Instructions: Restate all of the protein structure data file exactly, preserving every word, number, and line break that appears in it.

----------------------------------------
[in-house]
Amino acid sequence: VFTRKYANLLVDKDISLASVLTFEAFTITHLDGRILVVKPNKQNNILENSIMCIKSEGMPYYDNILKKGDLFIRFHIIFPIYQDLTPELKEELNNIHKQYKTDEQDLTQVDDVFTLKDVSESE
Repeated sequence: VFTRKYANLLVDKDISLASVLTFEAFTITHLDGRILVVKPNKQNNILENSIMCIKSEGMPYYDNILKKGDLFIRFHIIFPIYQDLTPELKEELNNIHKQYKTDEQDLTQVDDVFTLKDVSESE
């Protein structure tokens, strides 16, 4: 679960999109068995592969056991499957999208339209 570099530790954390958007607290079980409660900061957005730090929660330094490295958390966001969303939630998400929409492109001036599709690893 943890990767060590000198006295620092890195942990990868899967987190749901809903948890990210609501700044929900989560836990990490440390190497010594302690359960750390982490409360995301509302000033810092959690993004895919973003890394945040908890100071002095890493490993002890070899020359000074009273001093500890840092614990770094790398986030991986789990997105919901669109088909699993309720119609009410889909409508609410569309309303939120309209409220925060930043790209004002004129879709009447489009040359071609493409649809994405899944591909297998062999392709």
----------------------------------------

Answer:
[in-house]
Amino acid sequence: VFTRKYANLLVDKDISLASVLTFEAFTITHLDGRILVVKPNKQNNILENSIMCIKSEGMPYYDNILKKGDLFIRFHIIFPIYQDLTPELKEELNNIHKQYKTDEQDLTQVDDVFTLKDVSESE
Repeated sequence: VFTRKYANLLVDKDISLASVLTFEAFTITHLDGRILVVKPNKQNNILENSIMCIKSEGMPYYDNILKKGDLFIRFHIIFPIYQDLTPELKEELNNIHKQYKTDEQDLTQVDDVFTLKDVSESE
């Protein structure tokens, strides 16, 4: 679960999109068995592969056991499957999208339209 570099530790954390958007607290079980409660900061957005730090929660330094490295958390966001969303939630998400929409492109001036599709690893 943890990767060590000198006295620092890195942990990868899967987190749901809903948890990210609501700044929900989560836990990490440390190497010594302690359960750390982490409360995301509302000033810092959690993004895919973003890394945040908890100071002095890493490993002890070899020359000074009273001093500890840092614990770094790398986030991986789990997105919901669109088909699993309720119609009410889909409508609410569309309303939120309209409220925060930043790209004002004129879709009447489009040359071609493409649809994405899944591909297998062999392709």